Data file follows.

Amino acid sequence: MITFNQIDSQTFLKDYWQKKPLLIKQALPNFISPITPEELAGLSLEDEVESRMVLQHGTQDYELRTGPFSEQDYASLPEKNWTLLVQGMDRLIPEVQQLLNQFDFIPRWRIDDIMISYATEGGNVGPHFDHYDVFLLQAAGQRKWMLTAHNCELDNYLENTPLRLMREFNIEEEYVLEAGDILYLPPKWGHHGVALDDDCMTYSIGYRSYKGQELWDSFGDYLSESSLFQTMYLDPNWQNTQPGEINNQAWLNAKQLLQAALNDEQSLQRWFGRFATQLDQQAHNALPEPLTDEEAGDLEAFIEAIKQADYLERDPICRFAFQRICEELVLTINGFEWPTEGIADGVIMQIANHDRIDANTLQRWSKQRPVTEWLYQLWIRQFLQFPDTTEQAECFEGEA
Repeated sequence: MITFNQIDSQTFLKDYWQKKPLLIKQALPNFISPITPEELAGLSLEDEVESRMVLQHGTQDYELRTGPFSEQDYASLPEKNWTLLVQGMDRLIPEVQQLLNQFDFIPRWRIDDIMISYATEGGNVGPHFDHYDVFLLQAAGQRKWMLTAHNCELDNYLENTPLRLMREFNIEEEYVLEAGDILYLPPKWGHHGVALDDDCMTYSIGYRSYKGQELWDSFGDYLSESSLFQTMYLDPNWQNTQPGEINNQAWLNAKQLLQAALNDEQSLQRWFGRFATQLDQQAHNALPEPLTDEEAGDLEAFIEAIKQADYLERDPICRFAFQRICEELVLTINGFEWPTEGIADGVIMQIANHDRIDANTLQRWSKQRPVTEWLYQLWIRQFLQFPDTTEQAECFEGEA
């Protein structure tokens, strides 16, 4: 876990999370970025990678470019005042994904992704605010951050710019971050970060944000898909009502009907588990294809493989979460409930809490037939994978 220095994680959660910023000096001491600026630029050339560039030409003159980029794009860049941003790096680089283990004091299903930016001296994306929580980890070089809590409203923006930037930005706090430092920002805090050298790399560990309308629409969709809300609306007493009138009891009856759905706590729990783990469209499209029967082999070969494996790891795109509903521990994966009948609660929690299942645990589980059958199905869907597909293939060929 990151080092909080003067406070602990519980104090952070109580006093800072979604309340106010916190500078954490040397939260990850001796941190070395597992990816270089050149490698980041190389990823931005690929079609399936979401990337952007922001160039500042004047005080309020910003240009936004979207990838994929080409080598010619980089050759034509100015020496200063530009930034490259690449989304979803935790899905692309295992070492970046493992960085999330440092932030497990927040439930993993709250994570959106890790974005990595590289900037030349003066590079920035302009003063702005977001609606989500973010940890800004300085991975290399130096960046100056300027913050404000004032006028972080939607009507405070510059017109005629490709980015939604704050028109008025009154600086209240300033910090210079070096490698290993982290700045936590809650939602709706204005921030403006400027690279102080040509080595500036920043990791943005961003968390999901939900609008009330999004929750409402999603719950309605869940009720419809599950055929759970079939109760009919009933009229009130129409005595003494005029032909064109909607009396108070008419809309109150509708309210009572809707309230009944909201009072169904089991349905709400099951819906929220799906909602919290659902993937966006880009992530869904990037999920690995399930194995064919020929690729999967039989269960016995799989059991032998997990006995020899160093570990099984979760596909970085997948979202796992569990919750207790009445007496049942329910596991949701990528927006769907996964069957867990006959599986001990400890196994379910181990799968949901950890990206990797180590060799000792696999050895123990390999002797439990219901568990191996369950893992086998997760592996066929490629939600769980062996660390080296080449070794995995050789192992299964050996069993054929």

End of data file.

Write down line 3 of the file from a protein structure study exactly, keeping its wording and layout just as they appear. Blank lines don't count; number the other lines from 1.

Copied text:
């Protein structure tokens, strides 16, 4: 876990999370970025990678470019005042994904992704605010951050710019971050970060944000898909009502009907588990294809493989979460409930809490037939994978 220095994680959660910023000096001491600026630029050339560039030409003159980029794009860049941003790096680089283990004091299903930016001296994306929580980890070089809590409203923006930037930005706090430092920002805090050298790399560990309308629409969709809300609306007493009138009891009856759905706590729990783990469209499209029967082999070969494996790891795109509903521990994966009948609660929690299942645990589980059958199905869907597909293939060929 990151080092909080003067406070602990519980104090952070109580006093800072979604309340106010916190500078954490040397939260990850001796941190070395597992990816270089050149490698980041190389990823931005690929079609399936979401990337952007922001160039500042004047005080309020910003240009936004979207990838994929080409080598010619980089050759034509100015020496200063530009930034490259690449989304979803935790899905692309295992070492970046493992960085999330440092932030497990927040439930993993709250994570959106890790974005990595590289900037030349003066590079920035302009003063702005977001609606989500973010940890800004300085991975290399130096960046100056300027913050404000004032006028972080939607009507405070510059017109005629490709980015939604704050028109008025009154600086209240300033910090210079070096490698290993982290700045936590809650939602709706204005921030403006400027690279102080040509080595500036920043990791943005961003968390999901939900609008009330999004929750409402999603719950309605869940009720419809599950055929759970079939109760009919009933009229009130129409005595003494005029032909064109909607009396108070008419809309109150509708309210009572809707309230009944909201009072169904089991349905709400099951819906929220799906909602919290659902993937966006880009992530869904990037999920690995399930194995064919020929690729999967039989269960016995799989059991032998997990006995020899160093570990099984979760596909970085997948979202796992569990919750207790009445007496049942329910596991949701990528927006769907996964069957867990006959599986001990400890196994379910181990799968949901950890990206990797180590060799000792696999050895123990390999002797439990219901568990191996369950893992086998997760592996066929490629939600769980062996660390080296080449070794995995050789192992299964050996069993054929």